01:19 GMT21 September 2020
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    Authorities in a city in the Chinese region of Inner Mongolia have issued a warning after a patient in the Suji Xincun village recently died from the bubonic plague, the region’s second such fatality in August.

    According to the Baotou Municipal Health Commission, the death was officially reported to authorities on August 2. The patient was confirmed to have had the bubonic plague, a rare but serious bacterial infection that spreads through contact with infected fleas and animals, on August 6. According to the Dhaka Tribune, a second individual, a resident of Inner Mongolia’s Bayannur, also died from the bubonic plague last week. 

    The patient in Suji Xincun died from circulatory system failure, but no details were provided on how the patient contracted the disease, the International Business Times reported. 

    Following the patient’s death, the Inner Mongolia Autonomous Region Comprehensive Center for Disease Control and Prevention issued a Level 3 warning in Damao Banner, the district where the village is located. The alert is the second-lowest of four possible warning levels. 

    The alert will be in place under the end of the year. In addition, authorities have sealed off Suji Xincun and have ordered that all homes in the village undergo daily disinfecting. In addition, nine close contacts and 26 secondary contacts to the patient were quarantined and have tested negative for the plague.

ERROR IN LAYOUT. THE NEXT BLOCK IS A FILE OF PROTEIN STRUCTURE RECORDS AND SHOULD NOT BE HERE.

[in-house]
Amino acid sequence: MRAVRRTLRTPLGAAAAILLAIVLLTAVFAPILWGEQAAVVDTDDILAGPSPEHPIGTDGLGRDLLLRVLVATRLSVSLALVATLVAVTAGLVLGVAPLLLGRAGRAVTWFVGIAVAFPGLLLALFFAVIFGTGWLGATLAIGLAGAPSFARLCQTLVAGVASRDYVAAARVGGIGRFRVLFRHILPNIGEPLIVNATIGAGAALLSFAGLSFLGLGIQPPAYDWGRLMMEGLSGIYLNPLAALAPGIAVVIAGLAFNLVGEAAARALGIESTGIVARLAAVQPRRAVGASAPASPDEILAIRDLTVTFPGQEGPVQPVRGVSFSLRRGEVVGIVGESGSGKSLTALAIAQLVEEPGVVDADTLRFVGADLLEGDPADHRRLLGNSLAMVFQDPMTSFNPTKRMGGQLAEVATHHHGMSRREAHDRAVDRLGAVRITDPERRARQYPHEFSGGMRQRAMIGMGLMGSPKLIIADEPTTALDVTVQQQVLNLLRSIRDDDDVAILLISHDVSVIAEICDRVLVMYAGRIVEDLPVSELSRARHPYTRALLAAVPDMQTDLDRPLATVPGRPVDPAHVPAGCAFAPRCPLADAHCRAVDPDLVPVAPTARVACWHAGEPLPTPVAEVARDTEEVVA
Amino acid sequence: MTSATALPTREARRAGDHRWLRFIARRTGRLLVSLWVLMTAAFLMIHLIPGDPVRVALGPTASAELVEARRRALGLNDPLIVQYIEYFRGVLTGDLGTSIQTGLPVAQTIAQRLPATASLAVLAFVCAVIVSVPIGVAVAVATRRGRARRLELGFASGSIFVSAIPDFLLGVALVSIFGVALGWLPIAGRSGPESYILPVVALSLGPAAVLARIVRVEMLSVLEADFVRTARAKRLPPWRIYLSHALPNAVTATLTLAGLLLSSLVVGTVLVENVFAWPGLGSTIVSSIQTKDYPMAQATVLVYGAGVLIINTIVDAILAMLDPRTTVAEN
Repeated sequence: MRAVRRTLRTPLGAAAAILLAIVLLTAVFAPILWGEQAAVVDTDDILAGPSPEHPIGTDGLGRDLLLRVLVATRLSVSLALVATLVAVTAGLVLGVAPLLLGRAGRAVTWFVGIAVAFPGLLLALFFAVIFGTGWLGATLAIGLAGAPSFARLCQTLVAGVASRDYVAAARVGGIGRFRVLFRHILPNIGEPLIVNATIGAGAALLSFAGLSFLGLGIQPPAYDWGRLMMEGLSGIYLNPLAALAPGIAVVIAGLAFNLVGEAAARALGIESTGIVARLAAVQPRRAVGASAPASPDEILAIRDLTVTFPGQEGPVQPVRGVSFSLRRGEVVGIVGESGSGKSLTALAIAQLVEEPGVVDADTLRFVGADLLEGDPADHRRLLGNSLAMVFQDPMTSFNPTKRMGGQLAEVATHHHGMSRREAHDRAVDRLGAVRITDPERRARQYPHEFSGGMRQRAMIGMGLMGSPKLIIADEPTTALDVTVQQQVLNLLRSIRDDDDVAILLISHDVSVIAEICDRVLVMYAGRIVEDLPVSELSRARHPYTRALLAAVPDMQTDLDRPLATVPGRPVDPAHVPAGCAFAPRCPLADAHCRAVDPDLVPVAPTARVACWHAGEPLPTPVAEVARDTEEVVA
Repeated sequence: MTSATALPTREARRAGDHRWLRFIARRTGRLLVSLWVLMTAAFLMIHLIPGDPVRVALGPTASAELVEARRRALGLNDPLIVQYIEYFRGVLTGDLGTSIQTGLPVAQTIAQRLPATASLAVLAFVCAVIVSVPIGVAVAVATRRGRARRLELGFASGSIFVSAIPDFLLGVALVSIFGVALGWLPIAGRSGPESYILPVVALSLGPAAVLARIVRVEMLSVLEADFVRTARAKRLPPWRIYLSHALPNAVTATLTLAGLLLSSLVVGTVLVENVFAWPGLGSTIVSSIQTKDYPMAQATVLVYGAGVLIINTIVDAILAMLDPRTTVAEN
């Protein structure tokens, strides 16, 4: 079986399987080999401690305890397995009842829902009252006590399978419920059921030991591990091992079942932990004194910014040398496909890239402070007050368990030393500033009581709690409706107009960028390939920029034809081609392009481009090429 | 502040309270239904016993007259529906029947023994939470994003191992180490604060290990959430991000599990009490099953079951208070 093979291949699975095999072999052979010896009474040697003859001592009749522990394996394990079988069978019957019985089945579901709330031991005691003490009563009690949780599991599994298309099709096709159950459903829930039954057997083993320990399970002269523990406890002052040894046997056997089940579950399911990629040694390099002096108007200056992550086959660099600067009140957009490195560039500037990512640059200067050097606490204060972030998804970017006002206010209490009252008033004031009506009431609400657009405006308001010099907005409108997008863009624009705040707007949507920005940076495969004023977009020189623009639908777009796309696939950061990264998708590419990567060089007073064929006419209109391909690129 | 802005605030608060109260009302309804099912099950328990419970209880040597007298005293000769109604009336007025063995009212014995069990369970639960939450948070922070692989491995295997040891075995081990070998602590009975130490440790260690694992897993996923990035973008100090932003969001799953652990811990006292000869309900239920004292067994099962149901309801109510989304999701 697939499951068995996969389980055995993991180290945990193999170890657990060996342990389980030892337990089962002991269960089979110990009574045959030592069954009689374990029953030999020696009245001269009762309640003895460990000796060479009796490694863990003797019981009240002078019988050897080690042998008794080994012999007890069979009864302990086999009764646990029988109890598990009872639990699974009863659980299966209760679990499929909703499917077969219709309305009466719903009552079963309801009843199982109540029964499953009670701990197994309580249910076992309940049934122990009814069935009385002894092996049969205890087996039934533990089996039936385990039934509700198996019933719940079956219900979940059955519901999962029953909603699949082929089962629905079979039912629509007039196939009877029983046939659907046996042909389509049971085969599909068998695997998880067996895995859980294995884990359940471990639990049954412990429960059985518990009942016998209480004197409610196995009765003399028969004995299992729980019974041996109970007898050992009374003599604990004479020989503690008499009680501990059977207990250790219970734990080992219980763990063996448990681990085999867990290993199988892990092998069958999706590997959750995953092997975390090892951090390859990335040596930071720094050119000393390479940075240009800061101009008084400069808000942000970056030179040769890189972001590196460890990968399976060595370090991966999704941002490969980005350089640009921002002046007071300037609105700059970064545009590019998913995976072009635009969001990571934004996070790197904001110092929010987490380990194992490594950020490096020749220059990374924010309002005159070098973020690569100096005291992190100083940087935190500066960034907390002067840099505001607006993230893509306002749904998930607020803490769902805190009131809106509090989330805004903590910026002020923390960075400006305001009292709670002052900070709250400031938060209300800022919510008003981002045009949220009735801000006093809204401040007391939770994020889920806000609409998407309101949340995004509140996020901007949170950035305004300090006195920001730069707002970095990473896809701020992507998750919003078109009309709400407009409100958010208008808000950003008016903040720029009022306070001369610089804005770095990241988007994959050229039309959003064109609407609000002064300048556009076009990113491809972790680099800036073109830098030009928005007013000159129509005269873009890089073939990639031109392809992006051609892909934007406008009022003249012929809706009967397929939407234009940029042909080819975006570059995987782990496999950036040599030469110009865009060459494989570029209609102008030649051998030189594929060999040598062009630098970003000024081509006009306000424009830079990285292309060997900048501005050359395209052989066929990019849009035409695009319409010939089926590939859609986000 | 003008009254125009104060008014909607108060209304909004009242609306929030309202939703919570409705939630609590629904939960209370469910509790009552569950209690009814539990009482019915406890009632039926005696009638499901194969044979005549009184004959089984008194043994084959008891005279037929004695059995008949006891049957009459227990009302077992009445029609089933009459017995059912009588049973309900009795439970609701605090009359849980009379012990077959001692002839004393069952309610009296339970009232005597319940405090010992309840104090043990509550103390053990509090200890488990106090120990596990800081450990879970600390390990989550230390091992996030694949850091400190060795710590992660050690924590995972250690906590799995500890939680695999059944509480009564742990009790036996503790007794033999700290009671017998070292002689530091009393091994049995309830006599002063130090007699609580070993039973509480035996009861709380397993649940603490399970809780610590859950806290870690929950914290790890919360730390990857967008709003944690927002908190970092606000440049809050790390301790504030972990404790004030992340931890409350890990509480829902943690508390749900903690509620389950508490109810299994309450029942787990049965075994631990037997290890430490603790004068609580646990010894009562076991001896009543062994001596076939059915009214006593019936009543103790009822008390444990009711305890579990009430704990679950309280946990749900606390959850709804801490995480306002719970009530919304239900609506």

The recent deaths come after a bubonic plague case was detected in July in Bayannur, the New York Times reported. At the time, authorities also instituted a Level 3 alert and shut down several tourist spots.

    According to the US Centers for Disease Control and Prevention, symptoms of the bubonic plague include “fever, headache, chills and weakness and one or more swollen, tender and painful lymph nodes.”

    The Black Death was an outbreak of the bubonic plague that hit Europe and Asia in the mid-1300s and resulted in the deaths of between 75 and 200 million people.


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    deaths, Inner Mongolia Autonomous Region, bubonic plague
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